Archive for the ‘Aperture’ Category

More Mocha males

July 20, 2018

Nearly two weeks after my last visit to Huntley Meadows Park in search of Mocha Emerald dragonfly (Somatochlora linearis), I revisited the small forested stream in search of Mocha exuviae.

No luck finding exuviae, but hey, I decided to make lemonade from lemons and photograph a couple of Mocha males that hung up near each other, especially since there were noticeably fewer S. linearis in contrast with my last trip to the site.

Male 1

Both individuals are male, as indicated by their “indented” hind wings and terminal appendages.

Male 2

Copyright © 2018 Walter Sanford. All rights reserved.

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Sable Clubtail (terminal appendages)

July 18, 2018

Male and female Sable Clubtail dragonflies (Stenogomphurus rogersi) were spotted recently in Fairfax County, Virginia USA.

Male

Male dragonflies have three terminal appendages, collectively called “claspers,” that are used to grab and hold female dragonflies during mating: an upper pair of cerci (“superior appendages”); and a lower unpaired epiproct (“inferior appendage”). The epiproct for Sable Clubtail is essentially a wide plate with two prongs.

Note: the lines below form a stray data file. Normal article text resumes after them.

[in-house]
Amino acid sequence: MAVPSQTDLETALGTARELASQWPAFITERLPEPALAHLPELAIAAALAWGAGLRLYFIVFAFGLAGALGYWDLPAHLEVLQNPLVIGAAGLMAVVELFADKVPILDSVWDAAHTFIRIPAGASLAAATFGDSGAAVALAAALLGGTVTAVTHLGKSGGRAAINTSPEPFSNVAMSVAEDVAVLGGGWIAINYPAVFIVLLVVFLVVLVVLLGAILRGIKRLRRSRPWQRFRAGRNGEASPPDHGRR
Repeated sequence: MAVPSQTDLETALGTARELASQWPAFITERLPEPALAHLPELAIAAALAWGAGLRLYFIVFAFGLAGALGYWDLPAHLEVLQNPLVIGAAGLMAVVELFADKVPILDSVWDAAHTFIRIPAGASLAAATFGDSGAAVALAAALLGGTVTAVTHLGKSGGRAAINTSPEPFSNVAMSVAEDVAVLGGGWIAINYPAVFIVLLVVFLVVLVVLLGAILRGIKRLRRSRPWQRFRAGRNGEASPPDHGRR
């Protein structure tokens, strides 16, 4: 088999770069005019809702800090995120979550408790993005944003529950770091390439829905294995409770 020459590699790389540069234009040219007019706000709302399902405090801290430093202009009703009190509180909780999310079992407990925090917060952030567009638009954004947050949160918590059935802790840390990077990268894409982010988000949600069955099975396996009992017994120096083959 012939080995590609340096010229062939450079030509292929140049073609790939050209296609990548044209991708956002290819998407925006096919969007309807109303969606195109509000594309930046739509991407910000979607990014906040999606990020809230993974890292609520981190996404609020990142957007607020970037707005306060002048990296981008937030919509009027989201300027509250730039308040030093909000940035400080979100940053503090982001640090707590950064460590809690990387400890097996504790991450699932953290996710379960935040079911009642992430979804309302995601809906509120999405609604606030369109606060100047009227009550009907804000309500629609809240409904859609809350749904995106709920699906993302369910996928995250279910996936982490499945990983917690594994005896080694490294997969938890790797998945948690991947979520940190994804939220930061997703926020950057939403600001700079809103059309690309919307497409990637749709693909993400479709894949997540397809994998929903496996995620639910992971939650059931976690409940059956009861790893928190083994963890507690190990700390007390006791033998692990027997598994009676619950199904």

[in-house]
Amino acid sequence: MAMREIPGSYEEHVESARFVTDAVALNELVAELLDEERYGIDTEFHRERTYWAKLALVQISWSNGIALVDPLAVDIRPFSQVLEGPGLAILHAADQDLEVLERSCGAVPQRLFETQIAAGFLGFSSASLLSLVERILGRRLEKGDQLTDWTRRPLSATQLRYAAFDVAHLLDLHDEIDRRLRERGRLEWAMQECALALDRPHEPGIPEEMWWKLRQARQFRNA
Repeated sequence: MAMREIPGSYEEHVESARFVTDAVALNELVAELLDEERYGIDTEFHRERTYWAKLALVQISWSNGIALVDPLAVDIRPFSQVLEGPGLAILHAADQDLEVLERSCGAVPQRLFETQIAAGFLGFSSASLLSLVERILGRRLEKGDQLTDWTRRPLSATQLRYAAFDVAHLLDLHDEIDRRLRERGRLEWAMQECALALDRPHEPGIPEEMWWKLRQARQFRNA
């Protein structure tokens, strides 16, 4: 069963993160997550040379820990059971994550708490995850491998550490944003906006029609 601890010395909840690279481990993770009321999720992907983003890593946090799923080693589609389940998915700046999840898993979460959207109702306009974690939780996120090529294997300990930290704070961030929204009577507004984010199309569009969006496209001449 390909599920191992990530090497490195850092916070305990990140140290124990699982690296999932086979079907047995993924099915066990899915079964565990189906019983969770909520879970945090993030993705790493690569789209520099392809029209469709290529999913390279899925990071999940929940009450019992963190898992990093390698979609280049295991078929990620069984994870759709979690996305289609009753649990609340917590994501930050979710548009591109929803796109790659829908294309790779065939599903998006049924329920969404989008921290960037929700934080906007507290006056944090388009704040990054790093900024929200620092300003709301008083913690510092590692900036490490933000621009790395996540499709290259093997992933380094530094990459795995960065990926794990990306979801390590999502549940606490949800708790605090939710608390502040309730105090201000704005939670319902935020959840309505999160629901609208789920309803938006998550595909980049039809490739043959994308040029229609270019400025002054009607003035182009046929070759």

08 JUN 2018 | Fairfax County, VA | Sable Clubtail (male)

08 JUN 2018 | Fairfax County, VA | Sable Clubtail (male)

The hind wings of male clubtail dragonflies are “indented” near the body, as shown in the preceding photograph. In contrast, the hind wings of female clubtails are rounded (shown below).

Female

Female dragonflies have a pair of cerci (superior appendages) that have little or no function. The abdomen of female Sable Clubtails is noticeably thicker than males of the same species.

05 JUL 2018 | Fairfax County, VA | Sable Clubtail (female)

Copyright © 2018 Walter Sanford. All rights reserved.

Sable Clubtail dragonfly (female)

July 16, 2018

A Sable Clubtail dragonfly (Stenogomphurus rogersi) was spotted perched near a small stream located in Fairfax County, Virginia USA. This individual is a female, as indicated by her rounded hind wings and terminal appendages.